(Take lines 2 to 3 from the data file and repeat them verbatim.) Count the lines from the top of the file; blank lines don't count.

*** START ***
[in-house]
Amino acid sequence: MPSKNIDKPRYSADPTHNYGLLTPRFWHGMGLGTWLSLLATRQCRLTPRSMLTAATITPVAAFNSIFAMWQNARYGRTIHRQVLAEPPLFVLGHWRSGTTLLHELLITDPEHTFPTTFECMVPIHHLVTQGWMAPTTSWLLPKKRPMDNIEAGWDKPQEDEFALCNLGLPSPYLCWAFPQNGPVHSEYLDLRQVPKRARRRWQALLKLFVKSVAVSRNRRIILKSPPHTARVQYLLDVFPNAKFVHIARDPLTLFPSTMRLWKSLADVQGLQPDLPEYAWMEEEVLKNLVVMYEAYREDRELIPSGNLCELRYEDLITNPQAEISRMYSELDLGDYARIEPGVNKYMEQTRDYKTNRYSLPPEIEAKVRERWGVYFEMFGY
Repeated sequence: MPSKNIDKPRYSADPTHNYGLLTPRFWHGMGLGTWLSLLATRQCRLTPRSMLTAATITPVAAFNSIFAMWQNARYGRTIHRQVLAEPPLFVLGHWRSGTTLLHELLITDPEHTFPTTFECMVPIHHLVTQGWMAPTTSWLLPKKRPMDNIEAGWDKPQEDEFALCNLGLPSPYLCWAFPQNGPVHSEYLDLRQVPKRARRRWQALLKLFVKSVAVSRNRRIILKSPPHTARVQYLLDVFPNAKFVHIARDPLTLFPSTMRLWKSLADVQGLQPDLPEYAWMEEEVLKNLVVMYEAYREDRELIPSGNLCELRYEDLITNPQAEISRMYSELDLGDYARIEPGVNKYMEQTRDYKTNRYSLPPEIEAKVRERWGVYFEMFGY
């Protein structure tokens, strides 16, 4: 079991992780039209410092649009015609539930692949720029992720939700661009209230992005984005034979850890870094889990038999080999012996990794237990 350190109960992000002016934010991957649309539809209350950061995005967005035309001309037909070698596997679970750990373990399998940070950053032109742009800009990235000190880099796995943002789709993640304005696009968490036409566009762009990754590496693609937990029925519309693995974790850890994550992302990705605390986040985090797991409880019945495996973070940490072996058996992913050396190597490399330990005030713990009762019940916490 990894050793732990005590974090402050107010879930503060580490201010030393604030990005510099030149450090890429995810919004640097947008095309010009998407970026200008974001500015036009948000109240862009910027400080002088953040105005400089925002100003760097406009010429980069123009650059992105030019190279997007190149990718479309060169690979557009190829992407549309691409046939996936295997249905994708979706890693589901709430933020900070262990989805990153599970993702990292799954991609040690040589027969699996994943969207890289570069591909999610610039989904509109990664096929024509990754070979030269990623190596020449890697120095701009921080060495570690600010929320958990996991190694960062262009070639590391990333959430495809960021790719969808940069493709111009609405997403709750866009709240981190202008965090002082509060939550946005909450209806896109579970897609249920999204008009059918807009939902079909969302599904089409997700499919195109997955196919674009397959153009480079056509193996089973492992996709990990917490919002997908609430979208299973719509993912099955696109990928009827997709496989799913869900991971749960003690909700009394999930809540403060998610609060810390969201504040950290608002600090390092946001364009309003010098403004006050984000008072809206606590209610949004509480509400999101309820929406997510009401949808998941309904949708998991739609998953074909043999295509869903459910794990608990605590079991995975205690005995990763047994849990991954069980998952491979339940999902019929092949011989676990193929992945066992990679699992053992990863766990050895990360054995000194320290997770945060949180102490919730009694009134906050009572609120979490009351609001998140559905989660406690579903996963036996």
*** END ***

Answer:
Amino acid sequence: MPSKNIDKPRYSADPTHNYGLLTPRFWHGMGLGTWLSLLATRQCRLTPRSMLTAATITPVAAFNSIFAMWQNARYGRTIHRQVLAEPPLFVLGHWRSGTTLLHELLITDPEHTFPTTFECMVPIHHLVTQGWMAPTTSWLLPKKRPMDNIEAGWDKPQEDEFALCNLGLPSPYLCWAFPQNGPVHSEYLDLRQVPKRARRRWQALLKLFVKSVAVSRNRRIILKSPPHTARVQYLLDVFPNAKFVHIARDPLTLFPSTMRLWKSLADVQGLQPDLPEYAWMEEEVLKNLVVMYEAYREDRELIPSGNLCELRYEDLITNPQAEISRMYSELDLGDYARIEPGVNKYMEQTRDYKTNRYSLPPEIEAKVRERWGVYFEMFGY
Repeated sequence: MPSKNIDKPRYSADPTHNYGLLTPRFWHGMGLGTWLSLLATRQCRLTPRSMLTAATITPVAAFNSIFAMWQNARYGRTIHRQVLAEPPLFVLGHWRSGTTLLHELLITDPEHTFPTTFECMVPIHHLVTQGWMAPTTSWLLPKKRPMDNIEAGWDKPQEDEFALCNLGLPSPYLCWAFPQNGPVHSEYLDLRQVPKRARRRWQALLKLFVKSVAVSRNRRIILKSPPHTARVQYLLDVFPNAKFVHIARDPLTLFPSTMRLWKSLADVQGLQPDLPEYAWMEEEVLKNLVVMYEAYREDRELIPSGNLCELRYEDLITNPQAEISRMYSELDLGDYARIEPGVNKYMEQTRDYKTNRYSLPPEIEAKVRERWGVYFEMFGY